while (empIter.hasNext()) {
      Employee emp = (Employee)empIter.next();
      System.out.println(emp.getLastName()+" ("+emp.getJobTitle()+")");
    }//while
    System.out.println("The Salary Sum = "+empDao.getSalarySum());
}// main

}// EmployeeJdbcDao

In this case, we not only use Spring JDBC, we also make use of the IoC Container to provide a DataSource that we can inject into the EmployeeJdbcDAO object. The DataSource has to be injected into this Class (or rather its superclass), via the setDataSource() method. If that is the way you have it done, all configuration details stay out of the business service or client code – which increases the decoupling of your application and thereby the testability and maintainability. Alternatively, we can setup a DataSource in the JNDI or Servlet Container, retrieve it programmatically and inject it into the DAO object.

The Spring Bean Configuration File you could use:

<?xml version="1.0" encoding="UTF-8" ?>
<!DOCTYPE beans PUBLIC "-//SPRING//DTD BEAN//EN"
    "http://www.springframework.org/dtd/spring-beans.dtd">
<beans>
  <bean id="dataSourceDBDirect"
        class="org.springframework.jdbc.datasource.DriverManagerDataSource"
        destroy-method="close">
    <property name="driverClassName" value="oracle.jdbc.driver.OracleDriver"/>
    <property name="url" value="jdbc:oracle:thin:@localhost:1521:orcl"/>
    <property name="username" value="scott"/>
    <property name="password" value="tiger"/>
  </bean>
</beans>

This file instructs the Spring Bean Container to instantiate a dataSourceDBDirect bean that is created based on the org.springframework.jdbc.datasource.DriverManagerDataSource class.

Implementing a Business Service on top of Spring JDBC

Before, you saw a very simple example of using Spring JDBC and in this case a little help from the Spring BeanFactory (Inversion of Control container). We will now go a few steps beyond the simple example. We are now going to create an HrmClient, an application that produces output for end users. The HrmClient makes use of an HrmService, a Business Service according to the following HrmService interface:

package nl.amis.spring.hrm;
import java.util.List;

public interface HrmService  {

  public void setEmployeeDao(EmpDAO employeeDAO);

  public List getAllEmployees();

  public long getSalarySum();

}

The HrmClient needs access to a Business Service object. It will use the Spring BeanContainer to get hold of such a service object. The client can just program against the interface and rely on the container to provide an actual implementation.

You probably have already noticed that the HrmService requires an EmployeeDao – presumably an object that provides access to Employee objects retrieved from some back-end datastore. The EmployeeDao object must implement the EmpDAO interface:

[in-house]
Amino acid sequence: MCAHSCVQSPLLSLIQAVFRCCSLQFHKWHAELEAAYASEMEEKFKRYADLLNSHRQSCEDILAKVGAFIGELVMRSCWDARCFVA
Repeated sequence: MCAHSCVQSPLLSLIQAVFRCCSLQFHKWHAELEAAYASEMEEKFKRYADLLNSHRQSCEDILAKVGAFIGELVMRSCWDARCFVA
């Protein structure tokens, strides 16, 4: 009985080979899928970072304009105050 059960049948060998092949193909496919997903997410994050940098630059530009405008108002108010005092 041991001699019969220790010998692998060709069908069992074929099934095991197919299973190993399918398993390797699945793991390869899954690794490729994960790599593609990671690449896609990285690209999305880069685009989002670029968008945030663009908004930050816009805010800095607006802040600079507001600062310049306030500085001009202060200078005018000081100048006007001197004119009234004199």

package nl.amis.spring.hrm;
import java.util.List;

public interface EmpDAO {

    public long getSalarySum();

    public List getAllEmployees ();
}

Of course we will have this DAO injected be the BeanFactory into our HrmService. We happen to have the EmployeeJdbcDAO class that the Bean Factory can use for this purpose. However, since this class extends from JdbcDaoSupport we know we need to inject a DataSource. Or have the Bean Factory inject that DataSource for us.

The Bean Configuration File now looks as follows:

<?xml version="1.0" encoding="UTF-8" ?>
<!DOCTYPE beans PUBLIC "-//SPRING//DTD BEAN//EN"
    "http://www.springframework.org/dtd/spring-beans.dtd">
<beans>
  <bean id="dataSourceDBDirect"
        class="org.springframework.jdbc.datasource.DriverManagerDataSource"
        destroy-method="close">
    <property name="driverClassName" value="oracle.jdbc.driver.OracleDriver"/>
    <property name="url" value="jdbc:oracle:thin:@localhost:1521:orcl"/>
    <property name="username" value="scott"/>
    <property name="password" value="tiger"/>
  </bean>
  <bean id="employeeDAO" class="nl.amis.spring.jdbc.EmployeeJdbcDAO">
    <property name="dataSource">
      <ref local="dataSourceDBDirect"/>
    </property>
  </bean>
  <bean id="hrmService" class="nl.amis.spring.hrm.HrmServiceImpl">
    <property name="employeeDao">
      <ref local="employeeDAO"/>
    </property>
  </bean>
</beans>

We see the hrmService bean that gets the employeeDao bean injected that in turn gets the dataSourceDBDirect object injected. When we ask for the hrmService bean, we get it with a DAO that is ready to go with a DataSource. All ready to roll.

This picture illustrates what is going on. HrmClient access the Spring Bean Container to get a HrmService object. The Bean Container instantiates and injects a DataSource and an EmpDAO before return the HrmService to HrmClient.

Our HrmClient becomes quite simple now. It needs to communicatie with the Bean Factory, get hold of an HrmService object and do its thing:

package nl.amis.spring;
import java.util.Iterator;

import nl.amis.spring.hrm.Employee;
import nl.amis.spring.hrm.HrmService;

import org.springframework.context.ApplicationContext;
import org.springframework.context.support.ClassPathXmlApplicationContext;

public class HrmClient extends RuntimeException  {
  public HrmClient() {
  }

  public static void main(String[] args)  throws Exception {
    // initialize Bean Factory, based on the configuration file SpringConfig.xml in the classpath (at the /class root)
    ApplicationContext ctx = new ClassPathXmlApplicationContext("SpringConfig.xml");
    HrmService hrmService = (HrmService)ctx.getBean("hrmService");

    Iterator empIter = hrmService.getAllEmployees().iterator();
    while (empIter.hasNext()) {
      Employee emp = (Employee)empIter.next();
      System.out.println(emp.getLastName()+" ( " + emp.getJobTitle()+")");
    }//while
    System.out.println("The Salary Sum = "+hrmService.getSalarySum());
  }//main

}// HrmClient

The output from the HrmClient looks like this:

SMITH (CLERK)
ALLEN (SALESMAN)
WARD (SALESMAN)
JONES (ANALYST)
MARTIN (ACCOUNTNT)
BLAKE (MANAGER)
CLARK (MANAGER)
SCOTT (ANALYST)
KING (PRESIDENT)
TURNER (SALESMAN)
ADAMS (CLERK)
JAMES (CLERK)
FORD (ANALYST)
MILLER (CLERK)
Jellema (null)

The Salary Sum = 30025

The HrmServiceImpl class is quite ordinary now:

package nl.amis.spring.hrm;
import java.util.Iterator;
import java.util.List;
import nl.amis.spring.hrm.Employee;